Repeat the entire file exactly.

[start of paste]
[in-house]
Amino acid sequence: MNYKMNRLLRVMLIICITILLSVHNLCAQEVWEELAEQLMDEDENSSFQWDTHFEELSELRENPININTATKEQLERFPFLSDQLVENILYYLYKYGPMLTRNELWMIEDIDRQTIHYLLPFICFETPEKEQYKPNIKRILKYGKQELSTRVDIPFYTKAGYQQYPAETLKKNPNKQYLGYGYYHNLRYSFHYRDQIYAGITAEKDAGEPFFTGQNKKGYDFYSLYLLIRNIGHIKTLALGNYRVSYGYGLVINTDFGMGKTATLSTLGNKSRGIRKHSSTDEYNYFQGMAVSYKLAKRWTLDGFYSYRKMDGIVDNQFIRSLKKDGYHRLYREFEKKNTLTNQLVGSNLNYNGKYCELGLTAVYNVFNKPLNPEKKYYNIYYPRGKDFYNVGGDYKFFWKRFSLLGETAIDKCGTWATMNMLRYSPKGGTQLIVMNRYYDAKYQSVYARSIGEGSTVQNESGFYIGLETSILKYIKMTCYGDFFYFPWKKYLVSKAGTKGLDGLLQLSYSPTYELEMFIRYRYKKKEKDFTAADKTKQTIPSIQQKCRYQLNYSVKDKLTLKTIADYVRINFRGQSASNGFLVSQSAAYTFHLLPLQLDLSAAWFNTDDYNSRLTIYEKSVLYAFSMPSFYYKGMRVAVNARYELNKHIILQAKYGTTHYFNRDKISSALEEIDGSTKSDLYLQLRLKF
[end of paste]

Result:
[in-house]
Amino acid sequence: MNYKMNRLLRVMLIICITILLSVHNLCAQEVWEELAEQLMDEDENSSFQWDTHFEELSELRENPININTATKEQLERFPFLSDQLVENILYYLYKYGPMLTRNELWMIEDIDRQTIHYLLPFICFETPEKEQYKPNIKRILKYGKQELSTRVDIPFYTKAGYQQYPAETLKKNPNKQYLGYGYYHNLRYSFHYRDQIYAGITAEKDAGEPFFTGQNKKGYDFYSLYLLIRNIGHIKTLALGNYRVSYGYGLVINTDFGMGKTATLSTLGNKSRGIRKHSSTDEYNYFQGMAVSYKLAKRWTLDGFYSYRKMDGIVDNQFIRSLKKDGYHRLYREFEKKNTLTNQLVGSNLNYNGKYCELGLTAVYNVFNKPLNPEKKYYNIYYPRGKDFYNVGGDYKFFWKRFSLLGETAIDKCGTWATMNMLRYSPKGGTQLIVMNRYYDAKYQSVYARSIGEGSTVQNESGFYIGLETSILKYIKMTCYGDFFYFPWKKYLVSKAGTKGLDGLLQLSYSPTYELEMFIRYRYKKKEKDFTAADKTKQTIPSIQQKCRYQLNYSVKDKLTLKTIADYVRINFRGQSASNGFLVSQSAAYTFHLLPLQLDLSAAWFNTDDYNSRLTIYEKSVLYAFSMPSFYYKGMRVAVNARYELNKHIILQAKYGTTHYFNRDKISSALEEIDGSTKSDLYLQLRLKF